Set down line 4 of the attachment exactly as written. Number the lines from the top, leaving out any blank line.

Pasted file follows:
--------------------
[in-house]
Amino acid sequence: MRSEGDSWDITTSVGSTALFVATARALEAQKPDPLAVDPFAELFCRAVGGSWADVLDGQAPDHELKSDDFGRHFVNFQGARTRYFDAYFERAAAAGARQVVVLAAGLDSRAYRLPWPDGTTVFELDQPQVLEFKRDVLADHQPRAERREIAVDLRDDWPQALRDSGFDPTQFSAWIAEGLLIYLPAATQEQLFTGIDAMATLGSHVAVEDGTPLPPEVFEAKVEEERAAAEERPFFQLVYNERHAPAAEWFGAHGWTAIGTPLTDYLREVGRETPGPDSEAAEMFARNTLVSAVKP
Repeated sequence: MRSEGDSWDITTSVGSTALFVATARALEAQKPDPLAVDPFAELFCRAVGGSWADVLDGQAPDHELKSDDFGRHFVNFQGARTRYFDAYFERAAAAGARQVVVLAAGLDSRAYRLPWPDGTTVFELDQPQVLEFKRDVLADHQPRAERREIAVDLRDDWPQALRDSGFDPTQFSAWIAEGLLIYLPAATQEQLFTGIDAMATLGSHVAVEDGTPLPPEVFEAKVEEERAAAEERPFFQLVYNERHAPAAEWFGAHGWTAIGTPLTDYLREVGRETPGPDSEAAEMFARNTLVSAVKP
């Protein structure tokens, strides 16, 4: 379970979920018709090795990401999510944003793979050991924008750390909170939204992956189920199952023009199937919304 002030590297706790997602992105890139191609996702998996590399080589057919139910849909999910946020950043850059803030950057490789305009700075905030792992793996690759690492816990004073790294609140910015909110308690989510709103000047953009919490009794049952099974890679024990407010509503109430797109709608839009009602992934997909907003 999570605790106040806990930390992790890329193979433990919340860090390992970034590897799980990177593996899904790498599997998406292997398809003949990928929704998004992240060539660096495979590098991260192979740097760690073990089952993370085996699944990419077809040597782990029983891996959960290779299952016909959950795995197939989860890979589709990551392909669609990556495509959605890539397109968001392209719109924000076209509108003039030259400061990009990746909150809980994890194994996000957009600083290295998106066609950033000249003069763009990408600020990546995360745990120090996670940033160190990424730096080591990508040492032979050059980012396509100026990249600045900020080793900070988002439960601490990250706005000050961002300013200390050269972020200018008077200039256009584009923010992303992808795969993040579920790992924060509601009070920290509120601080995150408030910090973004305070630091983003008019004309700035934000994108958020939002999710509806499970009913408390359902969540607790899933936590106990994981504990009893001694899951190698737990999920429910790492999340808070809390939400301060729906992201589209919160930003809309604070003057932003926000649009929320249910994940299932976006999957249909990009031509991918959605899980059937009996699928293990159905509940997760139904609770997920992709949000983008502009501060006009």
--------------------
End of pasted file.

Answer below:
């Protein structure tokens, strides 16, 4: 379970979920018709090795990401999510944003793979050991924008750390909170939204992956189920199952023009199937919304 002030590297706790997602992105890139191609996702998996590399080589057919139910849909999910946020950043850059803030950057490789305009700075905030792992793996690759690492816990004073790294609140910015909110308690989510709103000047953009919490009794049952099974890679024990407010509503109430797109709608839009009602992934997909907003 999570605790106040806990930390992790890329193979433990919340860090390992970034590897799980990177593996899904790498599997998406292997398809003949990928929704998004992240060539660096495979590098991260192979740097760690073990089952993370085996699944990419077809040597782990029983891996959960290779299952016909959950795995197939989860890979589709990551392909669609990556495509959605890539397109968001392209719109924000076209509108003039030259400061990009990746909150809980994890194994996000957009600083290295998106066609950033000249003069763009990408600020990546995360745990120090996670940033160190990424730096080591990508040492032979050059980012396509100026990249600045900020080793900070988002439960601490990250706005000050961002300013200390050269972020200018008077200039256009584009923010992303992808795969993040579920790992924060509601009070920290509120601080995150408030910090973004305070630091983003008019004309700035934000994108958020939002999710509806499970009913408390359902969540607790899933936590106990994981504990009893001694899951190698737990999920429910790492999340808070809390939400301060729906992201589209919160930003809309604070003057932003926000649009929320249910994940299932976006999957249909990009031509991918959605899980059937009996699928293990159905509940997760139904609770997920992709949000983008502009501060006009």